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Lethbridge Herald Newspaper Archives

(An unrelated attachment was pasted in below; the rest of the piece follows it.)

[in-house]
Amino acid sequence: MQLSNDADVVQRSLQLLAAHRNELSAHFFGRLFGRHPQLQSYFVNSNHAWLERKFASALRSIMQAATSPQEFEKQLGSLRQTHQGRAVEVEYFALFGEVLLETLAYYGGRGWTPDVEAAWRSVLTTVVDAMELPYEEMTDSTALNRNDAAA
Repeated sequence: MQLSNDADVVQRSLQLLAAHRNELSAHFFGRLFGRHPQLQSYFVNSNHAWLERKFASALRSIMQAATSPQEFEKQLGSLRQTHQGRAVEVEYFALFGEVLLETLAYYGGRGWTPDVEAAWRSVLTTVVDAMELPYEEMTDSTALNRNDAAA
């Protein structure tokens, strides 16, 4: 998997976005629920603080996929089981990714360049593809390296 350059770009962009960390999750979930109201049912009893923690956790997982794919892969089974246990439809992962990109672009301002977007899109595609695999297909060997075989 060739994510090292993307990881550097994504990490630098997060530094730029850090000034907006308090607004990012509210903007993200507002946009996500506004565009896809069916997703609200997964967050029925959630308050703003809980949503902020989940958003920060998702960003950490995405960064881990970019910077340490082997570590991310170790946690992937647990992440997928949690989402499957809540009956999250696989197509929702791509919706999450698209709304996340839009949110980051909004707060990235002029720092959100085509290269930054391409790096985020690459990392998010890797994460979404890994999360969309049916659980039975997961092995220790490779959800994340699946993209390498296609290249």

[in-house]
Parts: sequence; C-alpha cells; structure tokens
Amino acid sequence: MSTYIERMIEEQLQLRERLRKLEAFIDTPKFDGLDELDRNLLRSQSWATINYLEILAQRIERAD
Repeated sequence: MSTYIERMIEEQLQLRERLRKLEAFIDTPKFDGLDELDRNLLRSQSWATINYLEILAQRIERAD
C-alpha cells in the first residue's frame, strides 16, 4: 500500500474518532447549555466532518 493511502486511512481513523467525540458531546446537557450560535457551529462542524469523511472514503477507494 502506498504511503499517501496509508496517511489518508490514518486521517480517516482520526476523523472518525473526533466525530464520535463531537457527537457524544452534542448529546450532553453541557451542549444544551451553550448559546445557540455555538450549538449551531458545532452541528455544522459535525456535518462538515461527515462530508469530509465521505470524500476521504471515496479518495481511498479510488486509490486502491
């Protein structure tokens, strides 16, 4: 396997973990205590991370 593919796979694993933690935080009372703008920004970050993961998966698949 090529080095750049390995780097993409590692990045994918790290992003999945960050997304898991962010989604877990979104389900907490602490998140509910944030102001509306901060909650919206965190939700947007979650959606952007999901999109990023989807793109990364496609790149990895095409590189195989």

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Lethbridge Herald, The (Newspaper) - July 12, 1973, Lethbridge, Alberta 30 THE LETHBRIDGE HERALD Thursday, July 12, 1973 COLUMNIST'S NOTEBOOK By HAL BOYLE NEW YORK (AP) Mar- riage, they say, is a game of give and take. Whether it is a game is questionable, but there is no doubt that there is a great deal of give and take in it. Another way of saying it is that in marriage, if it is to be successful, both parties have to learn to take it as well us to dish it out. For, no matter how perfect- ly teamed two married people are, there are always mo- ments of annoyance or vexa- tion when one feels he has to assert his superiority or take the other one down a bit. This is as inevitable as human na- ture. It is impossible for two peo- ple to admire each other's perfection endlessly. All our idols have clay feet. It is hu- manly necessary for us now and "1 en to deflate each other. But wives and husbands perform this matrimonial rit- ual in different ways and each has his own vocabulary for it. WIFELY PUTDOWNS Here, for example, are a few typical ways in which a wife may put her husband in his place: "You know, if you were only a few inches taller, not so many people would notice vour hair is getting so then on top." "You pants are getting shiny again. You must spend more time sitting in your swiv- el chair in the office than the other men do." "They say dandruff some- times is a sign of emotional insecurity. Doesn't our life to- geth V make you "In case your secretary for- gets to remind you, dear, next Wednesday is our wedding an- niversary.'' "I wouldn't say I have any regrets, Harry, but I was going with a medical student when I met you, and now and then I wonder what it would be like to be a doctor's wife. They say they live in the lap of luxury.'' "'Don't wait up for me if you come home early from your poker game tonight, dar- ling. I'm going out for the evening, too "Don't let it worry you too much. All man your age begin to fall apart a little.'' TOO MANY CHANGES And here are a few remarks husbands make to wives when it's their turn to dish it out: what color was your hair when we first got EXILES Concluded from Page 25 all we could to discourage it. Of course, I think the way things have worked out since, I can't say he's been too far wrong. Time and age and history- have all kind of brought our thinking a little closer to- gether." The strain of separation bad a terribel impact, however, on the parents of Kurt Siefert, a tleserter from Abingdon, Conn. "It caused my father to blow his brains out." said Siefert, who has been in Toronto for the ]ast two years, working as a se- curity guard and photographer. Siefert said both his parents had suffered nervous break- downs before they came up to see him, their only child, for three weeks last September. Two days after they returned to Connecticut, the youth's father shot himself to death. "What got to him was the fact that I couldn't go Siefert said. Some parents say that al- though they are willing to offer their exile sons financial help, they cannot support their deci- sion to resist and doubt they will ever be reconciled over the issue. married? I'm darned if 1 can remember." "Go ahead and take some yoga lessons. I couldn't care if you studied it made you feel any better." "How many mink have to die. do you suppose, to make some woman a fur 30, "No, I don't regret not mar- rying that red-haired girl I knew in college. You know what Casanova said, "All cats are grey in the dark.' "I guess the reason I don't talk to you more is that you don't say much to me that needs answering.'' "Why in heaven's name do you think I'd ever want to di- vorce you? Your cooking isn't all that anyway we usually eat out twice a week." Give and take, take and give. As long as nobody wins, nobody loses. Iceland base keyed to watch for submarines Going to Ottawa KAULA LUMPUR (Reuter) Malaysian Prime Minister Tun Abdul Razak will head an 11-man delegation to the Com- monwealth conference in Ot- tawa next month. It was an- nounced here Tuesday. By ROBERT EVANS XEFLAVIK, Iceland (Reu- ter) From this gale-swept volcanic peninsula on the southwest tip of Iceland, United States air patrols con- tinue to maintain round-the- clock surveillance on the movements of Soviet submar- ines in the strategic north At- lantic. Some men of the U.S. and Air Force man the Keflavik base, composing the Iceland defence force estab- lished under the 1951 agree- ment signed by the two gov- ernments at the height of the war between East and West. But tension be- tween the Western and Com- munist camps continues to is growing feeling among many strategists that bases like Keflavik have a de- clining role in the security system of the North Atlantic Treaty Organization. In the first years of its ex- istence, the base was a key link in a chain set up by NATO to contain what was seen in the West as the Com- munist threat. Planes based at Keflavik could monitor any movement out of the Soviet fleet's northern headquarters in Murmansk. IMPORTANCE DWINDLES In recent years, with the de- velopment o f sophisticated sonar detection devices, pa- trol aircraft from Keflavik have concentrated on plotting the movements of Soviet sub- marines as they moved out of Murmansk towards southern Europe, North America and the Caribbean. However, some Western de- fence, experts feel that even this is no longer such a vital task in an age when both East and West have clearly recog- nized that neither could hope to emerge victorious from any nuclear conflict. Inside Iceland itself, there has always been a section of opinion- on both the extreme left and the extreme right op- posing the existence of the base, and the present liberal- leftist coalition government has pledged to have the U.S. forces out by 197S.. Right-wing nationalists feel that the presence of a large number of Americans so close to the capital of Reykjavik only 30 miles away would have a corrosive effect on Ice- landic culture and national identity. The Icelandic left fought the base on the grounds that it would make the country of people a prime target in any war between East and West. Today the People's Affi- ance party, which is-largely Communist but has a strong nationalist tinge, uses both ar- guments. KEEP TO THEMSELVES U.S. officials have been con- scious of the negative feelings a large American presence could arouse in a small nation and U.S. military personnel are rarely seen in Reykjavik. They live largely on the base which has extensive recrea- tional facilities. The purpose of the base, ac- cording to the 1951 agreement, was "to preserve peace and security in the North Atlantic Treaiy regard to the fact that the people of Iceland cannot themselves ad- equately secure their own de- fences." Iceland has no armed forces, despite its strategic position half way between northern Europe and North America, and this led to its occupation by British and later U.S. forces during the Second World War to prevent the island's falling into Ger- man hands. Prime Minister Winston Churchill noted at the time: "Whoever possesses Iceland holds a pistol firmly pointed at England, America and Can- ada." The base developed from the operation by the U.S. in the im- mediate post-war years of the Keflavik International Airport, which serves and now is a stopover for transat- lantic passenger jets. FawceUc PERSONS WITH LESS THW NOW READ, WATCH TELEVISION OREVES CravE ACAR. A N.Y. 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